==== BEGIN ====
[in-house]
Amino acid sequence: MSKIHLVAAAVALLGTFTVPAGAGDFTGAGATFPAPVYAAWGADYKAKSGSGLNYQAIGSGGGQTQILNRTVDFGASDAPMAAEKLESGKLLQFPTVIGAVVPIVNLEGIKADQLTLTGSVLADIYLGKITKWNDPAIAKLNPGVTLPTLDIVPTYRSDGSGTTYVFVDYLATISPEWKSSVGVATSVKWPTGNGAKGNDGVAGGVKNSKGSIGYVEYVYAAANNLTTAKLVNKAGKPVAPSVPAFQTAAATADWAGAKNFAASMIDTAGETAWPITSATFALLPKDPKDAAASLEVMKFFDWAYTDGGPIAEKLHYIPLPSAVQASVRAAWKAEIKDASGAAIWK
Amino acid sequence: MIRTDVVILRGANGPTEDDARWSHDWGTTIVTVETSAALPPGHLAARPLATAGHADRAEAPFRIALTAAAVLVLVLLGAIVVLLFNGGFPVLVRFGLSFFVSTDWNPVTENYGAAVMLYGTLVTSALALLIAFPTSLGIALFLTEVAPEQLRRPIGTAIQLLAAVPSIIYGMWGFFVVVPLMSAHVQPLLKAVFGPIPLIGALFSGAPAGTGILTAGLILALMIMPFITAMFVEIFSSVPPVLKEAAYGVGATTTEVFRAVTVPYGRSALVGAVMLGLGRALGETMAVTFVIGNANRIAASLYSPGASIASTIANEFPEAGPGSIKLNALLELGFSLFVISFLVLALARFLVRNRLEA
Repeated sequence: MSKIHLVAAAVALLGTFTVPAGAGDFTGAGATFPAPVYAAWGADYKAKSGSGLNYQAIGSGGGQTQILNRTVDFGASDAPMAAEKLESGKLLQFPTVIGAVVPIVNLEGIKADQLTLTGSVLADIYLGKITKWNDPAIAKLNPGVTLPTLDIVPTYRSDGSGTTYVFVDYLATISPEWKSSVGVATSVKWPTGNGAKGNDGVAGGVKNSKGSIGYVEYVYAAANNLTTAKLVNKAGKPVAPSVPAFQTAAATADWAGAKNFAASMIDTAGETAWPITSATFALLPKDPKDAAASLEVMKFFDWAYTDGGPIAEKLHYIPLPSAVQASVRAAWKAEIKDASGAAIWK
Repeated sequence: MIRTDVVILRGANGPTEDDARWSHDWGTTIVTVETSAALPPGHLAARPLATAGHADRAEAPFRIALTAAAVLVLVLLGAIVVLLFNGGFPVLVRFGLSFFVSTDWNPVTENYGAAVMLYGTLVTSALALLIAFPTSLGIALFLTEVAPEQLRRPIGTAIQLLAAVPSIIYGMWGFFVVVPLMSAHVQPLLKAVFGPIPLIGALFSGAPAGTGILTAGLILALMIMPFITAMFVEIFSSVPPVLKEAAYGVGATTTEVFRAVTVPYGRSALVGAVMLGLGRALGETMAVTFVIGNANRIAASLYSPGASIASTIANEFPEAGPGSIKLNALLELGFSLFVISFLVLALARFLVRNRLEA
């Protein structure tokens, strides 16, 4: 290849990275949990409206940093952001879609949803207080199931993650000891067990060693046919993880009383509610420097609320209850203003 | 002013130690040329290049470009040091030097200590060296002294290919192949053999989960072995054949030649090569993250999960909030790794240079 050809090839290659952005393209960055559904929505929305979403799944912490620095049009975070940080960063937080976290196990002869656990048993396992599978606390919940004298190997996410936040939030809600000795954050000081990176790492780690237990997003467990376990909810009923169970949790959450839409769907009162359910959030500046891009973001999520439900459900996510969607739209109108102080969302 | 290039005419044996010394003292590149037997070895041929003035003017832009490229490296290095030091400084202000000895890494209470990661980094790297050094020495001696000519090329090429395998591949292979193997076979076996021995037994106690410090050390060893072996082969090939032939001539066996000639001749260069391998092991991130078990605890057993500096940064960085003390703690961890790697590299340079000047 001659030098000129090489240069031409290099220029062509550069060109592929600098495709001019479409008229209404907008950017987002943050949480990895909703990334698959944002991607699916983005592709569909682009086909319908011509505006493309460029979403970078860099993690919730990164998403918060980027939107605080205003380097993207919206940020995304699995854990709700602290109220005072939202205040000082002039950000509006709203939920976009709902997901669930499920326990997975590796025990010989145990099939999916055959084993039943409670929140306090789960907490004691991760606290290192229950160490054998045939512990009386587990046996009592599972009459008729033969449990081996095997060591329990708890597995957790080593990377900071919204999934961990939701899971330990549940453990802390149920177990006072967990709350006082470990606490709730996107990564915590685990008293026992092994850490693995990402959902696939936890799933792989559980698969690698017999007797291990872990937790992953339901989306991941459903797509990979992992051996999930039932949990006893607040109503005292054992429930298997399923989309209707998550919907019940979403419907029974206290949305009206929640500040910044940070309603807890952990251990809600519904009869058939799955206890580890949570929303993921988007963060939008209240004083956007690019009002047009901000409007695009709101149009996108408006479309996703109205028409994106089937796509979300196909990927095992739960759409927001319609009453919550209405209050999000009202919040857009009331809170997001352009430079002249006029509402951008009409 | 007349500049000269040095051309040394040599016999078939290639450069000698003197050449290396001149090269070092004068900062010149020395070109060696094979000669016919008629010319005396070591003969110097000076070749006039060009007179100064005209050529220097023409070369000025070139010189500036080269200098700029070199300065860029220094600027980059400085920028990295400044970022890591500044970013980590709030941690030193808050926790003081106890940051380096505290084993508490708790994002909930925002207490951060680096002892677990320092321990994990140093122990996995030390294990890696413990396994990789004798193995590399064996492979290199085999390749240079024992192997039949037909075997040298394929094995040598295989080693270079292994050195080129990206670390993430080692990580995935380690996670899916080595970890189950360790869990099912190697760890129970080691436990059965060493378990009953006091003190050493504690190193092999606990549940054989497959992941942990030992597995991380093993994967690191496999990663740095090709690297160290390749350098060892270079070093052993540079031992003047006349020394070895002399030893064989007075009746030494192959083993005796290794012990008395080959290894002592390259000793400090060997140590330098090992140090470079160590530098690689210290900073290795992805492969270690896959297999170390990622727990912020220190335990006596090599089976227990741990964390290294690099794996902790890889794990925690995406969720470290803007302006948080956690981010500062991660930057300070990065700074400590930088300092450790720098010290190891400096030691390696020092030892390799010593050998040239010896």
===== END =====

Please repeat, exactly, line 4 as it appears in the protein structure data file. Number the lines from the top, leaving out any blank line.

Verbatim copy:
Repeated sequence: MSKIHLVAAAVALLGTFTVPAGAGDFTGAGATFPAPVYAAWGADYKAKSGSGLNYQAIGSGGGQTQILNRTVDFGASDAPMAAEKLESGKLLQFPTVIGAVVPIVNLEGIKADQLTLTGSVLADIYLGKITKWNDPAIAKLNPGVTLPTLDIVPTYRSDGSGTTYVFVDYLATISPEWKSSVGVATSVKWPTGNGAKGNDGVAGGVKNSKGSIGYVEYVYAAANNLTTAKLVNKAGKPVAPSVPAFQTAAATADWAGAKNFAASMIDTAGETAWPITSATFALLPKDPKDAAASLEVMKFFDWAYTDGGPIAEKLHYIPLPSAVQASVRAAWKAEIKDASGAAIWK